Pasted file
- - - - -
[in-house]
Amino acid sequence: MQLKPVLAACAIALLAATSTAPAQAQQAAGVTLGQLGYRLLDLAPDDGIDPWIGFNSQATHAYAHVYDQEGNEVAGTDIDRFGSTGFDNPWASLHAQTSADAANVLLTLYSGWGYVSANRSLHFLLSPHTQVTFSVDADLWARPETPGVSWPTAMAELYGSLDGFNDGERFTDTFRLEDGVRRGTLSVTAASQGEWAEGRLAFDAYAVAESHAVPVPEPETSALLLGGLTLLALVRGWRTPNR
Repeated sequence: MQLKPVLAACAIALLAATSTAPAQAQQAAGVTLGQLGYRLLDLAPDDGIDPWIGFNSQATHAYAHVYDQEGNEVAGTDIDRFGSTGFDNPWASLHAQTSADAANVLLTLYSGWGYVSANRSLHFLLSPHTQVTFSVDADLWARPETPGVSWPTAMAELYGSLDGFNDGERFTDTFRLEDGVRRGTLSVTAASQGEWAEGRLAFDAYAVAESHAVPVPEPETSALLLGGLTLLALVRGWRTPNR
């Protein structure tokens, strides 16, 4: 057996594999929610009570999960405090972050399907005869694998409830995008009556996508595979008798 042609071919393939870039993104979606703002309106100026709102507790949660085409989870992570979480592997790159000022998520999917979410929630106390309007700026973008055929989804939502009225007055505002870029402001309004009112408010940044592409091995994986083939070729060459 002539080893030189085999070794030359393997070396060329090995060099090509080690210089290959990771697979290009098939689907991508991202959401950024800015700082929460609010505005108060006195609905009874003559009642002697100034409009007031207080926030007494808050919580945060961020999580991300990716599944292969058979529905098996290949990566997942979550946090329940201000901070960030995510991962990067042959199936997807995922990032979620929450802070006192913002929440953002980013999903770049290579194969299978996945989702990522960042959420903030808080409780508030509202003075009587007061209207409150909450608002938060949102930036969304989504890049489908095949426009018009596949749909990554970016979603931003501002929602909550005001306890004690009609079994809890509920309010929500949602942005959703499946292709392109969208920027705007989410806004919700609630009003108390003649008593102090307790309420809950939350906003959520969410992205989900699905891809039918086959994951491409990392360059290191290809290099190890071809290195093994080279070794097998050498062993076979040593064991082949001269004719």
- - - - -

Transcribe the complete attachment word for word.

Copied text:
[in-house]
Amino acid sequence: MQLKPVLAACAIALLAATSTAPAQAQQAAGVTLGQLGYRLLDLAPDDGIDPWIGFNSQATHAYAHVYDQEGNEVAGTDIDRFGSTGFDNPWASLHAQTSADAANVLLTLYSGWGYVSANRSLHFLLSPHTQVTFSVDADLWARPETPGVSWPTAMAELYGSLDGFNDGERFTDTFRLEDGVRRGTLSVTAASQGEWAEGRLAFDAYAVAESHAVPVPEPETSALLLGGLTLLALVRGWRTPNR
Repeated sequence: MQLKPVLAACAIALLAATSTAPAQAQQAAGVTLGQLGYRLLDLAPDDGIDPWIGFNSQATHAYAHVYDQEGNEVAGTDIDRFGSTGFDNPWASLHAQTSADAANVLLTLYSGWGYVSANRSLHFLLSPHTQVTFSVDADLWARPETPGVSWPTAMAELYGSLDGFNDGERFTDTFRLEDGVRRGTLSVTAASQGEWAEGRLAFDAYAVAESHAVPVPEPETSALLLGGLTLLALVRGWRTPNR
């Protein structure tokens, strides 16, 4: 057996594999929610009570999960405090972050399907005869694998409830995008009556996508595979008798 042609071919393939870039993104979606703002309106100026709102507790949660085409989870992570979480592997790159000022998520999917979410929630106390309007700026973008055929989804939502009225007055505002870029402001309004009112408010940044592409091995994986083939070729060459 002539080893030189085999070794030359393997070396060329090995060099090509080690210089290959990771697979290009098939689907991508991202959401950024800015700082929460609010505005108060006195609905009874003559009642002697100034409009007031207080926030007494808050919580945060961020999580991300990716599944292969058979529905098996290949990566997942979550946090329940201000901070960030995510991962990067042959199936997807995922990032979620929450802070006192913002929440953002980013999903770049290579194969299978996945989702990522960042959420903030808080409780508030509202003075009587007061209207409150909450608002938060949102930036969304989504890049489908095949426009018009596949749909990554970016979603931003501002929602909550005001306890004690009609079994809890509920309010929500949602942005959703499946292709392109969208920027705007989410806004919700609630009003108390003649008593102090307790309420809950939350906003959520969410992205989900699905891809039918086959994951491409990392360059290191290809290099190890071809290195093994080279070794097998050498062993076979040593064991082949001269004719």